JERUSALEM — Israel has flexed its military muscles in recent months as the regional balance of power has pitched further in favor of its most bitter adversaries: Iran and its Lebanese proxy Hezbollah.
Analysts and former senior Israeli military officers say Israel is showing that it will act with force to protect its interests, while using just enough of it to limit its enemies without sparking a war. But it’s a precarious line to tread, and even a small misstep could lead to conflict, they say.
Israel is scrambling to adjust as Syrian President Bashar al-Assad has taken the upper hand in his country’s six-year war, propped up by an emboldened Iran and an array of Shiite militias, including Hezbollah, which has sent thousands of fighters to back him.
The Israeli government had expressed frustration as the Trump administration focused on fighting Islamic State militants without, in Israel’s opinion, sufficiently limiting Iran and its proxies. Israeli Prime Minister Benjamin Netanyahu publicly criticized a U.S.-Russia cease-fire deal in southern Syria for not including provisions to stop Iranian expansion.
Israel is now making itself heard. Last week Israeli jets buzzed so low over southern Lebanon that they shattered windows and caused panic. That followed the bombing of a military site in Syria earlier in the month that had been linked to missile production for Hezbollah.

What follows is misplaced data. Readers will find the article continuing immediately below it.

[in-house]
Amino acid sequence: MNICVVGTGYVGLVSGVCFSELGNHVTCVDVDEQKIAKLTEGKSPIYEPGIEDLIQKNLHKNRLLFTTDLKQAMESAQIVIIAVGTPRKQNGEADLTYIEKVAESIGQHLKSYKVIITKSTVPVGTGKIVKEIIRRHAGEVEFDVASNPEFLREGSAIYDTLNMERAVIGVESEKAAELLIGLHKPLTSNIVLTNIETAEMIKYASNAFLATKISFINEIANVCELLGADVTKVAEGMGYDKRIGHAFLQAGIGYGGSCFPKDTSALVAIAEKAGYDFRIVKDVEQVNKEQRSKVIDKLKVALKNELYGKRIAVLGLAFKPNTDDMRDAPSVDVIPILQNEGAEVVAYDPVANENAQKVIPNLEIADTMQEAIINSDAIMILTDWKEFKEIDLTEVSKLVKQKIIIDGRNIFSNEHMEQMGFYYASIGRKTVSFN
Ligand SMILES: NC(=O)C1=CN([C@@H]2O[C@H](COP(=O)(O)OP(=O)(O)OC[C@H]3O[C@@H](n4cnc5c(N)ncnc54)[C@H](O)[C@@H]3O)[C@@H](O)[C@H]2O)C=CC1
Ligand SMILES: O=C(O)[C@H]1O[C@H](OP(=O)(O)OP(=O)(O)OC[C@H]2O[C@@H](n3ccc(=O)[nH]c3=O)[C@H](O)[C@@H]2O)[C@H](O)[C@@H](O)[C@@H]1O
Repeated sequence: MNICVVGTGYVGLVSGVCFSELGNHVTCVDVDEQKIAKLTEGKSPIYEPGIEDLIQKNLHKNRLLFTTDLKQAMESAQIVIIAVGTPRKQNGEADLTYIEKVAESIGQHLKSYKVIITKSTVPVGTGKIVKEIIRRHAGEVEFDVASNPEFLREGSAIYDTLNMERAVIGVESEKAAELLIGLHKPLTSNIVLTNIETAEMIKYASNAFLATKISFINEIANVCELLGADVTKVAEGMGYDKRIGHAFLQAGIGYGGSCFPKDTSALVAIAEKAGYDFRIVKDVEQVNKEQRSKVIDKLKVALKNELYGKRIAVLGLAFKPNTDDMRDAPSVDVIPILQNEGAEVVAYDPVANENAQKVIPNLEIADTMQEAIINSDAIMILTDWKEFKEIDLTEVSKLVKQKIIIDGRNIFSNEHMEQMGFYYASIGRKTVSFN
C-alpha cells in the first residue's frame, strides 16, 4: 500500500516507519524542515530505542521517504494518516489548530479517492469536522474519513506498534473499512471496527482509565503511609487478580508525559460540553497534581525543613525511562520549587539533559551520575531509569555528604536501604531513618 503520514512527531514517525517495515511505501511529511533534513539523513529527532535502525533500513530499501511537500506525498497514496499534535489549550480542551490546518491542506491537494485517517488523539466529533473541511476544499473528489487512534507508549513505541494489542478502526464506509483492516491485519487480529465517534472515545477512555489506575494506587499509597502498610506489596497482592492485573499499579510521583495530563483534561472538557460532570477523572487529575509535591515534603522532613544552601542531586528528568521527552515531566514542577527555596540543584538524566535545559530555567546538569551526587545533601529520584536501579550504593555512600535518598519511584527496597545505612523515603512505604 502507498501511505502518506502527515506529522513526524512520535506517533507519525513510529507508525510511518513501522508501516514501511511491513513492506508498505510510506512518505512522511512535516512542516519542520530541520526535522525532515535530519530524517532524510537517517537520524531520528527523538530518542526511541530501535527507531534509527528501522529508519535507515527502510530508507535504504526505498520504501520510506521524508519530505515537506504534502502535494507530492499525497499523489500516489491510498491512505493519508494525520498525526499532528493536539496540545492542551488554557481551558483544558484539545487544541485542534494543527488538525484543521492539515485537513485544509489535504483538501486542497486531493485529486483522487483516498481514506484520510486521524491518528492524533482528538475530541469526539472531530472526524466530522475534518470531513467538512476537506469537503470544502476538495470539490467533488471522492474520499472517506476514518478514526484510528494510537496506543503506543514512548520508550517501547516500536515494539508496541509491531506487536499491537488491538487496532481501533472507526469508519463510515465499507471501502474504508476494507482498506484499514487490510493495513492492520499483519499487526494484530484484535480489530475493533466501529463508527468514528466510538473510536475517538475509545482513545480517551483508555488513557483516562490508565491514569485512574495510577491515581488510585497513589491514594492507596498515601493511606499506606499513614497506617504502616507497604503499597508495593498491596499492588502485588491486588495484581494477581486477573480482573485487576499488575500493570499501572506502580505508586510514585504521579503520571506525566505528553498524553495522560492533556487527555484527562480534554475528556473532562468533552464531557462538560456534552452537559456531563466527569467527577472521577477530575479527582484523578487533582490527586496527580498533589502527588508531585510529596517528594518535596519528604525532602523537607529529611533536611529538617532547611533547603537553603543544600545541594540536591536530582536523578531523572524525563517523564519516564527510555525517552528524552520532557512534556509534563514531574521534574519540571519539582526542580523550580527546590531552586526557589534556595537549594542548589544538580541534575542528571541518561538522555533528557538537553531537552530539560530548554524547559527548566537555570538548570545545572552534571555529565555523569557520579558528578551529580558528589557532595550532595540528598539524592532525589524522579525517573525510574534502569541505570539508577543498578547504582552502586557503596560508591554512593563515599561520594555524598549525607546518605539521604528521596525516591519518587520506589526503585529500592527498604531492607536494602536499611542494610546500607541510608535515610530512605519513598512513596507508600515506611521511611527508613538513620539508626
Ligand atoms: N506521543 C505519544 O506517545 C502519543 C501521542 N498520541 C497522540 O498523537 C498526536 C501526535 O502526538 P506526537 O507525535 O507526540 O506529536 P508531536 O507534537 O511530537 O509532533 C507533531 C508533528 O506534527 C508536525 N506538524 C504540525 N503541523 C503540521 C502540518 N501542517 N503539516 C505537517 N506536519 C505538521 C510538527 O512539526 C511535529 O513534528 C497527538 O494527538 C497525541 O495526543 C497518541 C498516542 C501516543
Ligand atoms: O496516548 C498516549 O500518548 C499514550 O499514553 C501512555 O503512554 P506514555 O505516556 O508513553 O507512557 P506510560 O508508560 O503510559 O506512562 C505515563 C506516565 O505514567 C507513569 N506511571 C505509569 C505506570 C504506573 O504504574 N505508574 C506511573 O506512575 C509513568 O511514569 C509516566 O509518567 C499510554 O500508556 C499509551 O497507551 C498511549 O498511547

On Tuesday, the army used a Patriot missile to shoot down a drone that neared its airspace.
Threats have escalated on both sides. “If the Zionist regime makes any wrong move, Haifa and Tel Aviv will be razed,” Iran’s army chief Maj. Gen. Abdolrahim Mousavi warned this week in comments published by Fars news agency, referring to Israeli cities within the range of Hezbollah rockets.
Hezbollah and Israel fought a month-long war in 2006 that caused heavy casualties, and both sides claimed victory. Since then, the Syrian war has provided Hezbollah fighters with a training opportunity, while Israel estimates that it has built up a stockpile of more than 100,000 rockets.
“Generally speaking, this is the kind of threat we can’t live with,” said Brig. Gen. Nitzan Nuriel, a former Israeli Defense Forces officer who was deputy commander of the division responsible for the Lebanese front during the 2006 war. “This is the kind of threat we need to deal with.”
In recent months, Netanyahu has accused Iran of establishing long-range missile-manufacturing sites in both Lebanon and Syria. Satellite images showing one alleged site, near the port city of Baniyas, were shared with the press.